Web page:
I will close this discussion of single parents and grandparents by sharing an inspirational thought from an old black-and-white movie. It starred Ginger Rogers and Robert Ryan and was titled Tender Comrade. It was set in 1943, when most husbands and fathers had gone off to war. Rogers was one of the many women who were raising a baby alone. One day, she received the dreaded telegram from the War Department that began, "We regret to inform you ..." Her husband had been killed in action. Ginger immediately ran up the stairs to the nursery room, where her baby boy lay in his crib. She cradled him in her arms, and after a few quiet moments together, she tearfully spoke these touching words to the infant:

Wake up, Chris. I am sorry to have to wake you up like this but I've got to talk to somebody. I can't talk to them downstairs because they're having a wedding down there. You're the only one I can tell it to. I guess this is just a private thing between you and me anyway. I suppose years from now I'll still be telling you about how I stood there beside the train. (Her voice trails off and a voice-over of a conversation she had with her husband at the train station is heard in the background.)

Little guy (showing Dad's picture to the infant), this is yourfather. Chris, this is your son. You two aren't ever going to meet. Only through me will you ever know anything about each other. So now I am making my introductions. This is the kid you never wanted till you met me, Chris. This is your dad, young fella. I knew him when he wasn't much bigger than you. Oh, maybe a little bigger. You've got his eyes and that mop of hair, you know that one hair on your head that never stays in place. It's your dad coming out all right. Seems funny to call him your dad, he was such a baby himself. (Her voice trails off; avoice-over of a childhood memory she had with the father is heard in the background.)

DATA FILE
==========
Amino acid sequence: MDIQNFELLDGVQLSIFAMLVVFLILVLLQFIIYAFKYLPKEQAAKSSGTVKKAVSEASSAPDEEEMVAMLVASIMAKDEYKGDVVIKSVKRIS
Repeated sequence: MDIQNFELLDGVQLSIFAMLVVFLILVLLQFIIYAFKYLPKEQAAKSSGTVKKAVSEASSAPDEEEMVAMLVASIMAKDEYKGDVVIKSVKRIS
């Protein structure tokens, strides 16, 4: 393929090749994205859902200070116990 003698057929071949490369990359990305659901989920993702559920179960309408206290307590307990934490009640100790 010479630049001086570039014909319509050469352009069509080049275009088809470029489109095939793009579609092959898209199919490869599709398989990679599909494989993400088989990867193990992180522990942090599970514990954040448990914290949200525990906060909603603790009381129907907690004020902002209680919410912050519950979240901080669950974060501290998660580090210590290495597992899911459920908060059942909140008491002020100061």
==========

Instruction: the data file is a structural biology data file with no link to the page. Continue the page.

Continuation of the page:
Just by having been brought up with him, I know everything that's going to happen to you. When you're seven, some girl is going to hit you over the head with a klinker; and when you're ten, you're going to cut her hair; and when you're fifteen, you're going to take her to her first dance and break her heart. You see, little guy, I know the ropes. (Her voice trails off, voice-over of the father telling about all the wonderful plans he has forhis son.)

Remember him, Son. Remember your father as long as you live. He was a fine man, Chris boy. He never made speeches, but he went out and died so that you could have a better break when you grew up than he ever had. Not the same break but a better one. Because he did a lot of thinking about you in his own way. Never forget it, little guy. Never forget it. He didn't leave you any money. He didn't have time, Chris boy. No million dollars or country clubs or long, shiny cars for you, little guy. He only left you the best world a boy can ever grow up in. He bought it for you with his life. That's your heritage. A personal gift from your dad. (Her voice trails off; voice-over of the father talking about what the war is about is heard in the background.)

And one more thing: As long as you live, don't let anybody ever say he died for nothing because if you let them say it, you let them call your dad a fool. You let them say he died without knowing what it was all about. He died for a good thing, little guy, and if you ever betray it, if you ever let it slip away from you, if you ever let anyone talk you out of it, or swindle you out of it, or fight you out of it, you might as well be dead too. So hang on to it, sweet, latch on to it with those tiny little fingers; grab on to it, Chris boy, grab it right out of your dad's hands and hold it high, hold it proud.

(She stands up and talks to the picture of the father.) Don't worry, Chris. He'll grow up to be a good guy. Good night, Chris [to the picture]. Good night, Chris [to the baby].

Book: Bringing Up Boys

By Dr. James Dobson